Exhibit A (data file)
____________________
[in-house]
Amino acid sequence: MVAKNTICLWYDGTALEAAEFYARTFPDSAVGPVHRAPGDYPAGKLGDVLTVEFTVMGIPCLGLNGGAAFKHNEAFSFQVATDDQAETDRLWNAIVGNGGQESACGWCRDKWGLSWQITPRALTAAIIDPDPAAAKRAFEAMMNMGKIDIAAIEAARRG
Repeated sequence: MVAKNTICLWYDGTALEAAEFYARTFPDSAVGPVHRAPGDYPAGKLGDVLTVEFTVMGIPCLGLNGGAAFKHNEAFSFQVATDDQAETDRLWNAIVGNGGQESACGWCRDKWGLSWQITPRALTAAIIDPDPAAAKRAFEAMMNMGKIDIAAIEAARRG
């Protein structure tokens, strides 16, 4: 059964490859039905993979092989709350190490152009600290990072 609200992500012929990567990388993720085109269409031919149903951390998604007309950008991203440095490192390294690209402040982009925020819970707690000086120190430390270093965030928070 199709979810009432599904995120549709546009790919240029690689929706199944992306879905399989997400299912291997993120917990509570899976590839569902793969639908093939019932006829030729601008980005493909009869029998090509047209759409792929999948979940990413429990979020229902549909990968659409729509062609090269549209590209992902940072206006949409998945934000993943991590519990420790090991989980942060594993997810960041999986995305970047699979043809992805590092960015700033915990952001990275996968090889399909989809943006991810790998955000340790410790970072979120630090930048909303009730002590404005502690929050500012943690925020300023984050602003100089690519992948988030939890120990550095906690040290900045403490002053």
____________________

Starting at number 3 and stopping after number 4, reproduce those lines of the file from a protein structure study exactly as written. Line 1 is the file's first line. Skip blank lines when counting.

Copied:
Repeated sequence: MVAKNTICLWYDGTALEAAEFYARTFPDSAVGPVHRAPGDYPAGKLGDVLTVEFTVMGIPCLGLNGGAAFKHNEAFSFQVATDDQAETDRLWNAIVGNGGQESACGWCRDKWGLSWQITPRALTAAIIDPDPAAAKRAFEAMMNMGKIDIAAIEAARRG
């Protein structure tokens, strides 16, 4: 059964490859039905993979092989709350190490152009600290990072 609200992500012929990567990388993720085109269409031919149903951390998604007309950008991203440095490192390294690209402040982009925020819970707690000086120190430390270093965030928070 199709979810009432599904995120549709546009790919240029690689929706199944992306879905399989997400299912291997993120917990509570899976590839569902793969639908093939019932006829030729601008980005493909009869029998090509047209759409792929999948979940990413429990979020229902549909990968659409729509062609090269549209590209992902940072206006949409998945934000993943991590519990420790090991989980942060594993997810960041999986995305970047699979043809992805590092960015700033915990952001990275996968090889399909989809943006991810790998955000340790410790970072979120630090930048909303009730002590404005502690929050500012943690925020300023984050602003100089690519992948988030939890120990550095906690040290900045403490002053």